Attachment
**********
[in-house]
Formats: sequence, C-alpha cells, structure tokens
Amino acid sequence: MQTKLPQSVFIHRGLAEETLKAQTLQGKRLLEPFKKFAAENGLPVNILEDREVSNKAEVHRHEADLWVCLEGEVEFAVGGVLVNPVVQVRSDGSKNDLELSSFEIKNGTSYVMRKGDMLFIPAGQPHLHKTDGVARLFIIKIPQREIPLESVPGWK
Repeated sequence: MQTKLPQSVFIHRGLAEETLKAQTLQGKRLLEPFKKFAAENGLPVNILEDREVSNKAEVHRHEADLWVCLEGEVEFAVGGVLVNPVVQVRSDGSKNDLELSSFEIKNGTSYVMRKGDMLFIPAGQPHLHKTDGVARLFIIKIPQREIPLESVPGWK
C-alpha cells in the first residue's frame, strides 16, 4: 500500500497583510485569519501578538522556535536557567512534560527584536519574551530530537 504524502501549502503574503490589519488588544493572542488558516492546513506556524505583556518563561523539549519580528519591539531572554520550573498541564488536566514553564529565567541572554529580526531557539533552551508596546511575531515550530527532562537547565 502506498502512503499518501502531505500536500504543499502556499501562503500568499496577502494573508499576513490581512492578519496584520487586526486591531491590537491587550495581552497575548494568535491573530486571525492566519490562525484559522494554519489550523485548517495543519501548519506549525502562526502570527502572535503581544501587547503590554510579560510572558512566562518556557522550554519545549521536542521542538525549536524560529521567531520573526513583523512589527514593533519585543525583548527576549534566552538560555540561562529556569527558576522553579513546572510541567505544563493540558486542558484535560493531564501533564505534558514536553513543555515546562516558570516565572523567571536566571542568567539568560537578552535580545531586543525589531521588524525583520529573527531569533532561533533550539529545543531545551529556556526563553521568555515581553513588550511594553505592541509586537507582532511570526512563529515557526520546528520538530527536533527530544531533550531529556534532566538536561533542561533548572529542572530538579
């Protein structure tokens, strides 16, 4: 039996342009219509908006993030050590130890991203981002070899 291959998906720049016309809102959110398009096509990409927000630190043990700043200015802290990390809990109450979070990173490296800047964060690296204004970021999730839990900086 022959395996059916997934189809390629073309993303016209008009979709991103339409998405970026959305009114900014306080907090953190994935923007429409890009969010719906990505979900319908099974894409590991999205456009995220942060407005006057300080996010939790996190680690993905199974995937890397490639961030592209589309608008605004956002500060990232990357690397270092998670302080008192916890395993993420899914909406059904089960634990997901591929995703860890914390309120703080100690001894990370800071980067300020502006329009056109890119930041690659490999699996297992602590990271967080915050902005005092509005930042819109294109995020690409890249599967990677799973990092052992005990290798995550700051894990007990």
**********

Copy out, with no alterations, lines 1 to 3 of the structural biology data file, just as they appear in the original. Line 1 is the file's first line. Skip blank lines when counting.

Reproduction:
[in-house]
Formats: sequence, C-alpha cells, structure tokens
Amino acid sequence: MQTKLPQSVFIHRGLAEETLKAQTLQGKRLLEPFKKFAAENGLPVNILEDREVSNKAEVHRHEADLWVCLEGEVEFAVGGVLVNPVVQVRSDGSKNDLELSSFEIKNGTSYVMRKGDMLFIPAGQPHLHKTDGVARLFIIKIPQREIPLESVPGWK